Harlon Moss
Oct 28, 2023

Nitrogen Fixation

The assimilation of gaseous nitrogen.
Certain bacteria excel at nitrogen fixation from the air.
Sara Rehman
Oct 28, 2023

Nitrification

Conversion of ammonia to nitrites and nitrates.
The soil underwent nitrification, increasing its nitrate content.
Sawaira Riaz
Oct 28, 2023

Nitrification

To oxidize (an ammonia compound) into a nitrite or (a nitrite) into a nitrate, especially by the action of nitrifying bacteria.
Sumera Saeed
Sep 12, 2019

FAQs

Are both nitrogen fixation and nitrification biological processes?

Yes, both are mainly microbial processes.
Sumera Saeed
Oct 28, 2023

What microbes drive nitrification?

Ammonia-oxidizing and nitrite-oxidizing bacteria.
Sumera Saeed
Oct 28, 2023

How does nitrification relate to the nitrogen cycle?

Nitrification transforms ammonia to nitrites and nitrates, facilitating nitrogen uptake by plants.
Sawaira Riaz
Oct 28, 2023

Is ammonia the end product of nitrogen fixation?

Yes, ammonia is the primary product of nitrogen fixation.
Sumera Saeed
Oct 28, 2023

What does nitrification achieve?

Nitrification converts toxic ammonia to less harmful nitrites and nitrates.
Sumera Saeed
Oct 28, 2023

Which bacteria are primarily involved in nitrogen fixation?

Nitrogen-fixing bacteria, like Rhizobium species, are key players.
Sumera Saeed
Oct 28, 2023

Why is nitrification vital for plants?

It transforms ammonia, which can be toxic, into plant-accessible nitrates.
Aimie Carlson
Oct 28, 2023

How do wastewater treatment plants utilize nitrification?

They use nitrification to convert ammonia to nitrates, detoxifying the water.
Aimie Carlson
Oct 28, 2023

What is the primary role of nitrogen fixation?

Nitrogen fixation converts atmospheric nitrogen to ammonia, making it available to plants.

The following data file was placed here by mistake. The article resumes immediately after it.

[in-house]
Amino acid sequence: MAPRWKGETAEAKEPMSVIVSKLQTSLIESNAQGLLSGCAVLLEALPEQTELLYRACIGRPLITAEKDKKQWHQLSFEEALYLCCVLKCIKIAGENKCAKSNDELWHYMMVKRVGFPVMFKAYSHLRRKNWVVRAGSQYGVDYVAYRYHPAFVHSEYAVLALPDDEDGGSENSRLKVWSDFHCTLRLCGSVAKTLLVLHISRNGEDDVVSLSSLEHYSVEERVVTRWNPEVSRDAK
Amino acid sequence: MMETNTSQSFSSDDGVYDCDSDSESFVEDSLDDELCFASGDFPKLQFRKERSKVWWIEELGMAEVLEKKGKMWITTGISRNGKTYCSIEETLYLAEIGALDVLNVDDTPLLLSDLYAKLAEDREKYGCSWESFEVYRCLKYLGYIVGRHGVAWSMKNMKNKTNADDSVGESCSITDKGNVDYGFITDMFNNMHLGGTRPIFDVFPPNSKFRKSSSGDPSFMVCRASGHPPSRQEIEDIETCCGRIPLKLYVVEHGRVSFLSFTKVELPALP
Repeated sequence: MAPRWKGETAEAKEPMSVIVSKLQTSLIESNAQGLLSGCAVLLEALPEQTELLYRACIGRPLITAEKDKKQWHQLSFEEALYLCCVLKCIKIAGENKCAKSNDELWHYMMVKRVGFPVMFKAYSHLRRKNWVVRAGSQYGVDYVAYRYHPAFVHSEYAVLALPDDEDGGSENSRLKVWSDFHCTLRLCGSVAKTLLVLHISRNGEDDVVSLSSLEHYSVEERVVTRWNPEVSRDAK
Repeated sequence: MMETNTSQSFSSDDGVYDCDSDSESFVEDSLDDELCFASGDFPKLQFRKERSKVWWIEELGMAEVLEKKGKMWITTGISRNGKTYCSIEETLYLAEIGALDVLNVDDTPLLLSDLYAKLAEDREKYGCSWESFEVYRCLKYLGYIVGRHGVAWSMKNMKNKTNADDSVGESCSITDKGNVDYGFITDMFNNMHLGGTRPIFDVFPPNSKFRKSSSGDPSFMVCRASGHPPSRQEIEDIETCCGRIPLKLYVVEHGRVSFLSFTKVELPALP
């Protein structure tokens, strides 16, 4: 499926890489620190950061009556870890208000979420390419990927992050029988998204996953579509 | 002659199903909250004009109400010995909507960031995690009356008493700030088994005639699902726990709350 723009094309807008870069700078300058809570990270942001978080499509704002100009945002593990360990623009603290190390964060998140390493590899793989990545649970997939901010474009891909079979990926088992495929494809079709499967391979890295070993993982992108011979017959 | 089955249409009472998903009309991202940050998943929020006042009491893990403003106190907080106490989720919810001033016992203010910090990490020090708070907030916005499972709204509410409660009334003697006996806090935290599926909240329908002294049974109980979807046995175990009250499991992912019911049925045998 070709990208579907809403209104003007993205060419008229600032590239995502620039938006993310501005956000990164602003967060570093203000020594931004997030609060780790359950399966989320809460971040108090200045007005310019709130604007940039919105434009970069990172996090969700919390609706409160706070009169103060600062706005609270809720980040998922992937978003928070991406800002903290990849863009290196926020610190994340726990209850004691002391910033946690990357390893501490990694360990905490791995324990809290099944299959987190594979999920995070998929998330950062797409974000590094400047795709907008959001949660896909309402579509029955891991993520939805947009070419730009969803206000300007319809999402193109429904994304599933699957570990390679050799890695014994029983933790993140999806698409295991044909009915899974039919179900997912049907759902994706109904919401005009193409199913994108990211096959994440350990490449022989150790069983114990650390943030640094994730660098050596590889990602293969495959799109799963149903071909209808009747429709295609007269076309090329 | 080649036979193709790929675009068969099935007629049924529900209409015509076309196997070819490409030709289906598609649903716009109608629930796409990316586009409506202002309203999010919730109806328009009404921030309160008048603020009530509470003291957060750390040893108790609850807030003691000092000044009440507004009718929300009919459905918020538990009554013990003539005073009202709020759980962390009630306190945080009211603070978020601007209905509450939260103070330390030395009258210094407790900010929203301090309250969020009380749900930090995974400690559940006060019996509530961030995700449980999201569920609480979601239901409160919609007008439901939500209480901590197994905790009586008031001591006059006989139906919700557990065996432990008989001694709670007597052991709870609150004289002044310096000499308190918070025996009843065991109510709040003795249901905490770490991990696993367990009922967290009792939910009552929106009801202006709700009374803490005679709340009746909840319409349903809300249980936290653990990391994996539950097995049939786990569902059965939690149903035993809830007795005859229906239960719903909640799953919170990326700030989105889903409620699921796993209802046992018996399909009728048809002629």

Sumera Saeed
Oct 28, 2023

Where does nitrogen fixation predominantly occur?

Mainly in the root nodules of leguminous plants.
Sara Rehman
Oct 28, 2023

Does nitrification involve one type of bacteria?

No, it's a two-step process involving ammonia-oxidizing and nitrite-oxidizing bacteria.
Harlon Moss
Oct 28, 2023

Is nitrification a natural process?

Yes, it naturally occurs in soils and waters.
Janet White
Oct 28, 2023

Can human activities influence nitrogen fixation?

Yes, practices like crop rotation can leverage natural nitrogen fixation.
Sumera Saeed
Oct 28, 2023

What happens if nitrification is inhibited in soil?

Ammonia might accumulate, which can be harmful to plants.
Sumera Saeed
Oct 28, 2023

Why is nitrogen fixation important?

It introduces biologically available nitrogen into ecosystems.
Harlon Moss
Oct 28, 2023

In what environments does nitrification primarily happen?

Mostly in soil and aquatic environments.
Harlon Moss
Oct 28, 2023

Can plants directly use atmospheric nitrogen?

No, plants cannot use atmospheric nitrogen; they rely on processes like nitrogen fixation.
Aimie Carlson
Oct 28, 2023

Is nitrogen fixation exclusive to legumes?

While common in legumes, some free-living bacteria also perform nitrogen fixation.
Janet White
Oct 28, 2023

Are both nitrogen fixation and nitrification part of the nitrogen cycle?

Yes, they're essential stages in the nitrogen cycle.
Sara Rehman
Oct 28, 2023

Can nitrogen fixation occur outside of plants?

Yes, certain free-living bacteria can also fix nitrogen.
Janet White
Oct 28, 2023
About Author
Written by
Sumera Saeed
Sumera is an experienced content writer and editor with a niche in comparative analysis. At Diffeence Wiki, she crafts clear and unbiased comparisons to guide readers in making informed decisions. With a dedication to thorough research and quality, Sumera's work stands out in the digital realm. Off the clock, she enjoys reading and exploring diverse cultures.
Edited by
Sawaira Riaz
Sawaira is a dedicated content editor at difference.wiki, where she meticulously refines articles to ensure clarity and accuracy. With a keen eye for detail, she upholds the site's commitment to delivering insightful and precise content.